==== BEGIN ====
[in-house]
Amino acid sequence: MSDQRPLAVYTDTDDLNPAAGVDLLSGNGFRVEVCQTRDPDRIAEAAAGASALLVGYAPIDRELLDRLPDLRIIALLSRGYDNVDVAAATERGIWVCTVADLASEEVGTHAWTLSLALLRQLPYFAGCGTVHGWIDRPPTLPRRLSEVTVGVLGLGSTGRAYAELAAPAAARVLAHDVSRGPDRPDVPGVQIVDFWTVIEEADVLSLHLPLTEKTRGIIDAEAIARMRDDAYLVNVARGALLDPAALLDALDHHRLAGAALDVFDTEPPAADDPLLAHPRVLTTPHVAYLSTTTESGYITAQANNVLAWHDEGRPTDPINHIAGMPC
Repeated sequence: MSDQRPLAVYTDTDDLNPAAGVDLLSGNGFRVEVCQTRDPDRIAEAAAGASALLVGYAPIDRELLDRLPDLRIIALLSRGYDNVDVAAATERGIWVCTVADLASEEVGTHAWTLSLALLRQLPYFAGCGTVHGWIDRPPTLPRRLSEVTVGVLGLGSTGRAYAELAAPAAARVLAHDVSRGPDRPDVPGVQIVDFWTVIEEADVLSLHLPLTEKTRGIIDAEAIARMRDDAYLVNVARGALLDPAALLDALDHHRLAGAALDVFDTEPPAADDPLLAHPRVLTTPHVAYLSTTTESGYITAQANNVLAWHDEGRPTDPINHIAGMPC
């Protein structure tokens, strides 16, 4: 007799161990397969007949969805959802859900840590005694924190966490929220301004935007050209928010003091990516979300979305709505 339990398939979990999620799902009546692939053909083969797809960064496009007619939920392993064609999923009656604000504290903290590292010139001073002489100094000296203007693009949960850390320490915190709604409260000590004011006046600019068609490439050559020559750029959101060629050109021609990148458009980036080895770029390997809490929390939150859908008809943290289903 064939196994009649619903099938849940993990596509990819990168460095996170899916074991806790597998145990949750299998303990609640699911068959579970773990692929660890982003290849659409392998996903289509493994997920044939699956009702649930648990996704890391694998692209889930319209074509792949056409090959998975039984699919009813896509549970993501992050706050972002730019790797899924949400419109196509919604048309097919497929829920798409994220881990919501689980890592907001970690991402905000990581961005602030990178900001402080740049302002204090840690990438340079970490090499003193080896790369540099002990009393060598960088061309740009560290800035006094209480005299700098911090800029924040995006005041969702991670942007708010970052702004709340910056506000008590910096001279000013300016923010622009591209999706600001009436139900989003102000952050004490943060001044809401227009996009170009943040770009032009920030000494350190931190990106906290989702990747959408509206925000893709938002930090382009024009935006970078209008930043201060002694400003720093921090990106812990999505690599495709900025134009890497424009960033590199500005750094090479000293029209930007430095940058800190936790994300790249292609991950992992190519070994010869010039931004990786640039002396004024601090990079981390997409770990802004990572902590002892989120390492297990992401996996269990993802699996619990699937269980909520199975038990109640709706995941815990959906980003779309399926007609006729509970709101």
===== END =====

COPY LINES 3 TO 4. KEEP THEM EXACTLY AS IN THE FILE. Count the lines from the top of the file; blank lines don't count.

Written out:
Repeated sequence: MSDQRPLAVYTDTDDLNPAAGVDLLSGNGFRVEVCQTRDPDRIAEAAAGASALLVGYAPIDRELLDRLPDLRIIALLSRGYDNVDVAAATERGIWVCTVADLASEEVGTHAWTLSLALLRQLPYFAGCGTVHGWIDRPPTLPRRLSEVTVGVLGLGSTGRAYAELAAPAAARVLAHDVSRGPDRPDVPGVQIVDFWTVIEEADVLSLHLPLTEKTRGIIDAEAIARMRDDAYLVNVARGALLDPAALLDALDHHRLAGAALDVFDTEPPAADDPLLAHPRVLTTPHVAYLSTTTESGYITAQANNVLAWHDEGRPTDPINHIAGMPC
């Protein structure tokens, strides 16, 4: 007799161990397969007949969805959802859900840590005694924190966490929220301004935007050209928010003091990516979300979305709505 339990398939979990999620799902009546692939053909083969797809960064496009007619939920392993064609999923009656604000504290903290590292010139001073002489100094000296203007693009949960850390320490915190709604409260000590004011006046600019068609490439050559020559750029959101060629050109021609990148458009980036080895770029390997809490929390939150859908008809943290289903 064939196994009649619903099938849940993990596509990819990168460095996170899916074991806790597998145990949750299998303990609640699911068959579970773990692929660890982003290849659409392998996903289509493994997920044939699956009702649930648990996704890391694998692209889930319209074509792949056409090959998975039984699919009813896509549970993501992050706050972002730019790797899924949400419109196509919604048309097919497929829920798409994220881990919501689980890592907001970690991402905000990581961005602030990178900001402080740049302002204090840690990438340079970490090499003193080896790369540099002990009393060598960088061309740009560290800035006094209480005299700098911090800029924040995006005041969702991670942007708010970052702004709340910056506000008590910096001279000013300016923010622009591209999706600001009436139900989003102000952050004490943060001044809401227009996009170009943040770009032009920030000494350190931190990106906290989702990747959408509206925000893709938002930090382009024009935006970078209008930043201060002694400003720093921090990106812990999505690599495709900025134009890497424009960033590199500005750094090479000293029209930007430095940058800190936790994300790249292609991950992992190519070994010869010039931004990786640039002396004024601090990079981390997409770990802004990572902590002892989120390492297990992401996996269990993802699996619990699937269980909520199975038990109640709706995941815990959906980003779309399926007609006729509970709101």